He’s [Brandon Phillips] the first National League player to account for as many as 30 steals and 25 double plays in one season.

About this stat, Deford commented, “Steals and double plays together? This is like saying, ‘He’s the first archaeologist to find 23 dinosaur bones and 12 Spanish doubloons on the same hunt.'” (I sure am going to miss him.)

The preponderance of dumb stats shouldn’t come as a surprise, though. A recent study found that people deemed real news headlines to be accurate 83% of the time and fake news headlines to be accurate 75% of the time. So, if we can’t tell truth from fiction, how can we possibly distinguish useful statistics from inane?

FactitiousIf you’d like to test your ability to detect fake news, check out Factitious from American University.

January 9, 2018 at 8:43 am Leave a comment

2011 in Review

Happy New Year!

The WordPress.com stats helper monkeys prepared a 2011 annual report for the Math Jokes 4 Mathy Folks blog.

Here’s an excerpt:

The concert hall at the Syndey Opera House holds 2,700 people. This blog was viewed about 53,000 times in 2011. If it were a concert at Sydney Opera House, it would take about 20 sold-out performances for that many people to see it.

Thanks to all of you who visit and make writing this blog worthwhile!

Click here to see the complete report.

January 1, 2012 at 9:38 pm Leave a comment

Year in Review

The stats helper monkeys at WordPress.com mulled over how this blog did in 2010, and here’s a summary of its overall performance. 

Crunchy numbers

Featured image

A helper monkey made this abstract painting, inspired by your stats.

A Boeing 747-400 passenger jet can hold 416 passengers. This blog was viewed about 7,300 times in 2010. That’s about 18 full 747s.

In 2010, there were 110 new posts, not bad for the first year! There were 62 pictures uploaded, taking up a total of 9mb. That’s about 1 picture per week.

The busiest day of the year was September 7th with 134 views. The most popular post that day was Inversions.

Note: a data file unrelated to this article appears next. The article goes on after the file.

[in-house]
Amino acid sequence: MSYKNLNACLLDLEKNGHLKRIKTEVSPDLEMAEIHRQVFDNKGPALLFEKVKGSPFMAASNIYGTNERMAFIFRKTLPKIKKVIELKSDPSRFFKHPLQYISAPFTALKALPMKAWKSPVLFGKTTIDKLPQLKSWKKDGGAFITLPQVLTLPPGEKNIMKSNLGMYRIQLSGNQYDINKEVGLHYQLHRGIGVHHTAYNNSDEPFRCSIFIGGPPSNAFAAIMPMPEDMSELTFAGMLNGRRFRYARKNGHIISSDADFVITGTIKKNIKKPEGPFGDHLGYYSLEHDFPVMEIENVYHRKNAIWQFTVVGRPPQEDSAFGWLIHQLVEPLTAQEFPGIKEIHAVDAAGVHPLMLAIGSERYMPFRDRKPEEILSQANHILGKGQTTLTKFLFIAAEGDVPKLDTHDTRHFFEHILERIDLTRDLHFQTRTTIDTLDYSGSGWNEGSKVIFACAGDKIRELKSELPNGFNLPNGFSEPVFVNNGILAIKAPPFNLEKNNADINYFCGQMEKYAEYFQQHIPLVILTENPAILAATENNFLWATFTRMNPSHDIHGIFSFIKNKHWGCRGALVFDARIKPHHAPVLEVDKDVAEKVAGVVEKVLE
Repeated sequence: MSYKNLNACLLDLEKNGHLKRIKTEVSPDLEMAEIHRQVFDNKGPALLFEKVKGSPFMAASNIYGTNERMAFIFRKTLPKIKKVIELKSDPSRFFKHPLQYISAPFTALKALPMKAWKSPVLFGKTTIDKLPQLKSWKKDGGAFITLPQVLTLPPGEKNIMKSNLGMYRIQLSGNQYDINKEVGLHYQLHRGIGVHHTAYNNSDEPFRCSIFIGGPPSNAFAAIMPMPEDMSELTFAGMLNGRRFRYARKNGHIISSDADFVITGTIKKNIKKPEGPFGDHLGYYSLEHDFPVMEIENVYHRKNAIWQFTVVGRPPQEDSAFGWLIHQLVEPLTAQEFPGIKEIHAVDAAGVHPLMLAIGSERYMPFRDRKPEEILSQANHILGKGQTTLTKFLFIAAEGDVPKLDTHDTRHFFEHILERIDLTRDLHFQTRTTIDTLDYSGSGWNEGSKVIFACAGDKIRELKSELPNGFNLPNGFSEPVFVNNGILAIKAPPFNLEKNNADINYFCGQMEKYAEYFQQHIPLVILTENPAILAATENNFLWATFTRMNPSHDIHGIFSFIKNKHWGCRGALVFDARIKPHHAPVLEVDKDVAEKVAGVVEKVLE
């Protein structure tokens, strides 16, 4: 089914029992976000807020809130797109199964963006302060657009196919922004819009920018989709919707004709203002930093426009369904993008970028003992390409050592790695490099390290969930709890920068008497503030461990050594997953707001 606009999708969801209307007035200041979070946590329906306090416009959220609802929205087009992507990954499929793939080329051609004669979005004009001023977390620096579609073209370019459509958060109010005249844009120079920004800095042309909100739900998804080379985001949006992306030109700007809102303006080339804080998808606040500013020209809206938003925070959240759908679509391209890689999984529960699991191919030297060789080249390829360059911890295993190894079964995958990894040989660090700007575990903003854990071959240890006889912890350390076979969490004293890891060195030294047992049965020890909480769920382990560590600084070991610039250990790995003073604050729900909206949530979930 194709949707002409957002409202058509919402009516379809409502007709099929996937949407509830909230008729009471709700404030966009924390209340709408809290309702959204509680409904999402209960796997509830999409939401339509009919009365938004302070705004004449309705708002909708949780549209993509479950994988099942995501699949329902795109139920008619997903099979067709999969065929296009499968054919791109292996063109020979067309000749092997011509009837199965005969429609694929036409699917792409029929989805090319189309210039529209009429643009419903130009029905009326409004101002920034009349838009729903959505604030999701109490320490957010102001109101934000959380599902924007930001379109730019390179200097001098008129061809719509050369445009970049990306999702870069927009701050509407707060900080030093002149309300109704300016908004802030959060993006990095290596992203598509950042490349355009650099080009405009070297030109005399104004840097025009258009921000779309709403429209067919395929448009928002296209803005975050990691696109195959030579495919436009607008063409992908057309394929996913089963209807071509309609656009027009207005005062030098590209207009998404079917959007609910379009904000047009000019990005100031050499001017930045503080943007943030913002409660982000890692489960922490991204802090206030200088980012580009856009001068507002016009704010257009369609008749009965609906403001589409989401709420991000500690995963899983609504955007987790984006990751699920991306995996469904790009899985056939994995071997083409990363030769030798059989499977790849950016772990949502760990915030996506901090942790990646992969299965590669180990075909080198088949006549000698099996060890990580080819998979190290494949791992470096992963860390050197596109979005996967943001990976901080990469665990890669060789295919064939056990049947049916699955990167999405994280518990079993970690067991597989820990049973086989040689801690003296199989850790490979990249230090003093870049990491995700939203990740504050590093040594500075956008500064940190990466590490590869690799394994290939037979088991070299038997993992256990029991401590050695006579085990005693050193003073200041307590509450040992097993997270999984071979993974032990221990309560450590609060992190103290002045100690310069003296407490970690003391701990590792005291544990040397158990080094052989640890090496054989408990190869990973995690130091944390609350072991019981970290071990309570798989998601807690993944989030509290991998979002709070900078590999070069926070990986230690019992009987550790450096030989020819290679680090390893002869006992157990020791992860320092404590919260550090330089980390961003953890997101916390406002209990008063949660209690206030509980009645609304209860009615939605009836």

Where did they come from?

The top referring sites in 2010 were xwhy.comicgenesis.com, wildaboutmath.com, Google Reader, mathjokes4mathyfolks.com, and facebook.com.

Some visitors came searching, mostly for math jokes, math jokes 4 mathy folks, math jokes for mathy folks, mathematical jokes, and funny math jokes.

Attractions in 2010

These are the posts and pages that got the most views in 2010.

1

Inversions September 2010
3 comments

2

Holy Cow! May 2010
1 comment

3

Pun and Games November 2010
5 comments

4

Movie: Fermat’s Room July 2010
5 comments

5

XXX Rated October 2010
4 comments

January 3, 2011 at 9:11 am Leave a comment


About MJ4MF

The Math Jokes 4 Mathy Folks blog is an online extension to the book Math Jokes 4 Mathy Folks. The blog contains jokes submitted by readers, new jokes discovered by the author, details about speaking appearances and workshops, and other random bits of information that might be interesting to the strange folks who like math jokes.

MJ4MF (offline version)

Math Jokes 4 Mathy Folks is available from Amazon, Borders, Barnes & Noble, NCTM, Robert D. Reed Publishers, and other purveyors of exceptional literature.

Past Posts

September 2019
M T W T F S S
« Aug    
 1
2345678
9101112131415
16171819202122
23242526272829
30  

Enter your email address to subscribe to the MJ4MF blog and receive new posts via email.

Join 398 other followers

Visitor Locations

free counters